Publication of this book represents an historic turn for higher education in South Africa, and for service-learning worldwide. For South Africa this is the first publication addressed to academic staff that provides a comprehensive breadth and depth of information on how to design, implement and assess curriculum-based service-learning programmes. It will become an invaluable and essential guide, for those who seek to develop modules that include community service, as a ‘text’ to be read alongside more traditional readings and discussed reflectively in the classroom. This resource book also contains wise, detailed advice for those whose responsibilities are more institutionally focused – on both supporting and sustaining community engagement programmes and assuring their quality and conformance with national standards.
Viewed through a more global lens this publication marks a ‘coming out’ of service-learning in the southern hemisphere – not as replication of what has been practised in the North but, rather, with a particular South African emphasis on community development, social justice and institutional transformation. While clearly focused on curriculum and community development needs in South Africa, the book’s comprehensive, theory-based and practical approach to service-learning will also interest practitioners worldwide.
When I first arrived in South Africa in 1999 to begin work with the Community – Higher Education – Service Partnerships (CHESP) initiative of JET Education Services, service-learning was a new term and an untested concept. While interest was high among those academic staff and community people I encountered, few had any more than a passing acquaintance with an active pedagogy that integrates community service with academic studies. However, most resonated with service-learning’s emphasis on active learning designed to empower both students and communities, and on reciprocal, mutually beneficial relationships between campuses and communities – rather than traditional, ‘top-down’, philanthropic helping.
Since 1999 a quiet revolution has taken place. In these few short years service-learning has taken root in South African HEIs. This is attributable in part to external policy encouragement, such as the 1997 White Paper and the Founding Document, Audit Criteria and Programme Accreditation Criteria of the HEQC, and in part to determined effort by numerous academic and service provider staff and community leaders – who have had the courage and stamina to collaborate in creating higher education-assisted community service initiatives rapidly and, often, with very modest financial and other resources. CHESP has been the catalyst and convener for these efforts, supporting these pioneers with capacity building and other resources, linking them in a vibrant, collegial network, and assisting them in ‘making their mark’ through research, publications and policy development.
Having researched the far longer, 30-40 year, zigzag development of service-learning in the United States, I am very impressed with South Africa’s accomplishments – both in terms of the rapidity with which they have unfolded and their substance. A milestone in the maturity of a movement is when some of its leaders can come together to conceptualise the work, demarcate it within a larger context, and begin to pass the torch of knowledge on to the next, larger wave of practitioners. This publication marks this moment in South Africa’s movement for socially responsible higher education, and blazes a clear trail for colleagues here and across the world.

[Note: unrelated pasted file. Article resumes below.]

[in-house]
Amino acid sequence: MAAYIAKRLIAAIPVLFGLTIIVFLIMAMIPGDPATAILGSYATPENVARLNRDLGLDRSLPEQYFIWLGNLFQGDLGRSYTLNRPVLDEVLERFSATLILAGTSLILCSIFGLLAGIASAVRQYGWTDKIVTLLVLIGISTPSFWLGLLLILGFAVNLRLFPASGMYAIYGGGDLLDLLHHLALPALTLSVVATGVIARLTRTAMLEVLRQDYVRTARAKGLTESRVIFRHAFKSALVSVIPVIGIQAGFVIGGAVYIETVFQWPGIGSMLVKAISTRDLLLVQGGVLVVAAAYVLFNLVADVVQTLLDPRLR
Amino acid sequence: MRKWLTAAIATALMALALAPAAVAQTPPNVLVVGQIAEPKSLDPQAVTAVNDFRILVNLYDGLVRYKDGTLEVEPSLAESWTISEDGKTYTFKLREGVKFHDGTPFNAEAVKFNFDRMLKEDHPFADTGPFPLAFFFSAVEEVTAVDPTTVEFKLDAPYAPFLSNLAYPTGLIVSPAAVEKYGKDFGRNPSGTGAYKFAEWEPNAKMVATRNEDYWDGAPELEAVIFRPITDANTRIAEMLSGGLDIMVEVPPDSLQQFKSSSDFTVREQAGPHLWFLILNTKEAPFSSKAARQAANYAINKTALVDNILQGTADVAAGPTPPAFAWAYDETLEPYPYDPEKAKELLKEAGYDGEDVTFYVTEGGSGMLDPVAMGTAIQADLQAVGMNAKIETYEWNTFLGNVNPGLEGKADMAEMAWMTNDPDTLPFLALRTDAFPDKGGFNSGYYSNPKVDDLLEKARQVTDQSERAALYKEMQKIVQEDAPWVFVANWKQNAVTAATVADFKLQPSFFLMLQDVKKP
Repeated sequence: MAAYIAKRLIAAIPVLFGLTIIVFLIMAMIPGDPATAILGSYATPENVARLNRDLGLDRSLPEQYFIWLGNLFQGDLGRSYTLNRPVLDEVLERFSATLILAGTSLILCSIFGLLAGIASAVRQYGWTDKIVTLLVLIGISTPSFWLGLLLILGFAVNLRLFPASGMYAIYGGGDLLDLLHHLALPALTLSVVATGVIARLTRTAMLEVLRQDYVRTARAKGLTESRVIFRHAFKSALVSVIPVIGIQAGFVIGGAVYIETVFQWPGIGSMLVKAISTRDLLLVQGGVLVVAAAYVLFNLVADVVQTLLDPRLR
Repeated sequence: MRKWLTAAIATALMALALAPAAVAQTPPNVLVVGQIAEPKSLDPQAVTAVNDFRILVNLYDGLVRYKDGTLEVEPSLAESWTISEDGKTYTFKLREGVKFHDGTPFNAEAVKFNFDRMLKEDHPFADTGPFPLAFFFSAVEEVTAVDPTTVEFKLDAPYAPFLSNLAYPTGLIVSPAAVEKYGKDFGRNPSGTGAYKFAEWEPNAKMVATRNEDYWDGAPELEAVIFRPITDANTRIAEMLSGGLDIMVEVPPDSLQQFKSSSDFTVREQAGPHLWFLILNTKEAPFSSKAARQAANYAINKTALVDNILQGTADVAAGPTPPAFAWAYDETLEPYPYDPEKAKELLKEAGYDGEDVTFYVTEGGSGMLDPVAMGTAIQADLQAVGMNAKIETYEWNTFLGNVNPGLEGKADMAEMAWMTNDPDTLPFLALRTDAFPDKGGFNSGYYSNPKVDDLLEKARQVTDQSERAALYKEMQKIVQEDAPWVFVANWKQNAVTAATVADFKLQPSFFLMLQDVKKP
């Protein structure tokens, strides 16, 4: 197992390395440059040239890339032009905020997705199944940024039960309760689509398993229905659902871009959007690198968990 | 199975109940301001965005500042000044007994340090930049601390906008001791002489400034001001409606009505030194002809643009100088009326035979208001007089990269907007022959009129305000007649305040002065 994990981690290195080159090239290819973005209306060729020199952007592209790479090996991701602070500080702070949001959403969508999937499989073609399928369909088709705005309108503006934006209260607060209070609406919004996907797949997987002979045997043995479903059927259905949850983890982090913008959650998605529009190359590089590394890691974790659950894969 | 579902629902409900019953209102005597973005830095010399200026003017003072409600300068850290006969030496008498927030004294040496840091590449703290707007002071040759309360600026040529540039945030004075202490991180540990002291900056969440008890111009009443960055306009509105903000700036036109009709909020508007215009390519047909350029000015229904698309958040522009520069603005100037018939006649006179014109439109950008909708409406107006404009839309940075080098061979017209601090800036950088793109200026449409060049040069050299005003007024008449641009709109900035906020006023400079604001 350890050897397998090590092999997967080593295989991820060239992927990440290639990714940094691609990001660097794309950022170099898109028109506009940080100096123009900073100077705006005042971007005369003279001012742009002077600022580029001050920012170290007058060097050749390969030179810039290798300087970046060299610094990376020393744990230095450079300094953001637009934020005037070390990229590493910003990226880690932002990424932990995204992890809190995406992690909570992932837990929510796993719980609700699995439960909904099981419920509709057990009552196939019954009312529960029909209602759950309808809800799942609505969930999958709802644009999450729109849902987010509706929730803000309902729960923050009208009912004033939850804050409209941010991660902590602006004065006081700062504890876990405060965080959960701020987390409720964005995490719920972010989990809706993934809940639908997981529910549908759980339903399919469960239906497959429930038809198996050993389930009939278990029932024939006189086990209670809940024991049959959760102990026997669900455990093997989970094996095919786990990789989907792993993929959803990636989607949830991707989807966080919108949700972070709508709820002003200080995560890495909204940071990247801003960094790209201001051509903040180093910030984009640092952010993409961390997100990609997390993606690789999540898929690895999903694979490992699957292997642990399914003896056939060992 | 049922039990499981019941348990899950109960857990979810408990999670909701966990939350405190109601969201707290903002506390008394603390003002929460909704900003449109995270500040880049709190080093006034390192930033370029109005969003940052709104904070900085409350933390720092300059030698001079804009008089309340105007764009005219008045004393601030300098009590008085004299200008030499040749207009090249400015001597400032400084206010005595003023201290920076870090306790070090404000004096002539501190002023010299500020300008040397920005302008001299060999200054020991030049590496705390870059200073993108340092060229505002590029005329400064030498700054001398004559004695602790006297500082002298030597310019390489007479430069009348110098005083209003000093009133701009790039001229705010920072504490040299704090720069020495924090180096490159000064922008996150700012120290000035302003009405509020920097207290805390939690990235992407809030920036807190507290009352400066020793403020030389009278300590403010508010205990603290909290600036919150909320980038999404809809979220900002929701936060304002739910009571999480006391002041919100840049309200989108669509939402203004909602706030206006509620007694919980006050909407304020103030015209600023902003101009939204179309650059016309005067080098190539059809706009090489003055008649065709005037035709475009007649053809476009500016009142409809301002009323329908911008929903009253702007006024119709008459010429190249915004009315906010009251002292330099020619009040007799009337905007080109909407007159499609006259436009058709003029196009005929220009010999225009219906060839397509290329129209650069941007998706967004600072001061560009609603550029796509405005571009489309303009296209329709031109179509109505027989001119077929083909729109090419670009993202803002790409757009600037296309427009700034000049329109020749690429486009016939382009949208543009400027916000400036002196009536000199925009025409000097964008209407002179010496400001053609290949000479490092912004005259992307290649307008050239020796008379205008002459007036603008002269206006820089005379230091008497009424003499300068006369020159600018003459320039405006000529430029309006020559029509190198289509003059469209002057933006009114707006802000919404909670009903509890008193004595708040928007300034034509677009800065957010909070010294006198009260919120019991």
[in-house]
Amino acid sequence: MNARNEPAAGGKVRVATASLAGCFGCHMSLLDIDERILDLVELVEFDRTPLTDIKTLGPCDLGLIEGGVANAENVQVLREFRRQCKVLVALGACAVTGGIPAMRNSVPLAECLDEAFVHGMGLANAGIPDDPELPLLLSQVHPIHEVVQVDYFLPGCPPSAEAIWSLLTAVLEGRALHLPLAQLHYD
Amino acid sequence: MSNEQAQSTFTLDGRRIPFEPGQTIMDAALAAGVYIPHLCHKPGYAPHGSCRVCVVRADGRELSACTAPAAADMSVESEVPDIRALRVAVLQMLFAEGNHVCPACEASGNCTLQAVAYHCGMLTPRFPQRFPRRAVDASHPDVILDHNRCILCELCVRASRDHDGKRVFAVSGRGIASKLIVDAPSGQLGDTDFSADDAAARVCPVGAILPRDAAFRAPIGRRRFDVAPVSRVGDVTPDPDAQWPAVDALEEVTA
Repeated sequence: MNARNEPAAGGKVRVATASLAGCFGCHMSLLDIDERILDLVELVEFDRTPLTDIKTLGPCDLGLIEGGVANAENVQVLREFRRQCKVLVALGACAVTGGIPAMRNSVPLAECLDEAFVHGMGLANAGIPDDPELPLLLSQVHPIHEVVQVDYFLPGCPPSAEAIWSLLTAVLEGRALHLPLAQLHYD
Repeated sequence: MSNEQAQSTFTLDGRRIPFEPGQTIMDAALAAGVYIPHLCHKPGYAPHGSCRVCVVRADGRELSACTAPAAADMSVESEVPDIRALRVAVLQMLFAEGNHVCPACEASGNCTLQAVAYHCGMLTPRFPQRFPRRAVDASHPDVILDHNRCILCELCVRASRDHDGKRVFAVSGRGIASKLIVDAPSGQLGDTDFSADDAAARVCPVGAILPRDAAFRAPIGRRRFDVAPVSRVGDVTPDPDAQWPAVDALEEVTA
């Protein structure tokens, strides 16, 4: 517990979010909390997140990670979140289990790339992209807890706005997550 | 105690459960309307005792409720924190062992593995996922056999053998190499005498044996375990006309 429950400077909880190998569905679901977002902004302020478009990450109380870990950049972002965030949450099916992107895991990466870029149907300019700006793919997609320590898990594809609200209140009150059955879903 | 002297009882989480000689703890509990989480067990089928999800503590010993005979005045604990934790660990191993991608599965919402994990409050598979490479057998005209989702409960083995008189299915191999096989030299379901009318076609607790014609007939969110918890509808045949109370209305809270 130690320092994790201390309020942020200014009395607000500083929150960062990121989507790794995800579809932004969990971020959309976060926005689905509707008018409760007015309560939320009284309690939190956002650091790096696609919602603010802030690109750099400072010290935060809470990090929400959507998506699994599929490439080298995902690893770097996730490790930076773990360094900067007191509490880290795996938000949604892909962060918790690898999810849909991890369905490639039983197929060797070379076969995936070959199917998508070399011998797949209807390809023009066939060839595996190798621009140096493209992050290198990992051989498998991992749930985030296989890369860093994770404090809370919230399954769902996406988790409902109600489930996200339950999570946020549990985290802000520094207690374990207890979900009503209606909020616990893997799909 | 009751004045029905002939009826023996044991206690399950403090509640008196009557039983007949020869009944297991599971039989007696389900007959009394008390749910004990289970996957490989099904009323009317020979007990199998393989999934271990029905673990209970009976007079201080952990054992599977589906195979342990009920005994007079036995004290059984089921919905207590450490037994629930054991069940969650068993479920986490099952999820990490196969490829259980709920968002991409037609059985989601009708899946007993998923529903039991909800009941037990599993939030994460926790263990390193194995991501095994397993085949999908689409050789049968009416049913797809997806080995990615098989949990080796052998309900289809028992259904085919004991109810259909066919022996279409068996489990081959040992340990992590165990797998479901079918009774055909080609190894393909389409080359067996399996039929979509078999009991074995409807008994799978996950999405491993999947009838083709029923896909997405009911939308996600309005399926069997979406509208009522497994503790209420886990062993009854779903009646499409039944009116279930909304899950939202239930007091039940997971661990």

Individual faculty members will find invaluable information in the book’s chapters: South African higher education policies that provide an urgent mandate for service-learning; human development and learning theories that form the pedagogy’s foundations; models and implementation steps for partnering with communities and service agencies and planning and implementing experience-based learning curricula; and practical steps for facilitating and assessing students’ service-learning linked to academic subject matter. Such faculty members, and their higher education colleagues with institution-wide responsibilities for curriculum development and quality assurance, will also find comprehensive, step-by-step guides to expanding and sustaining service-learning across the curriculum and evaluating its impact on everyone involved, including the institution itself.
It is an honour and privilege to have been invited to contribute the Foreword to this publication. Congratulations and thanks to the authors and their numerous colleagues who have made service-learning both innovative and ‘proudly South African’!
Tim Stanton School of Education Stanford University
Tim Stanton is one of the pioneers of service-learning and consults extensively on communityhigher education partnerships and service-learning across the globe. He was co-founder and Director of the Haas Center for Public Service, at Stanford University, from 1991-1999, and has authored/ co-authored numerous publications on service-learning.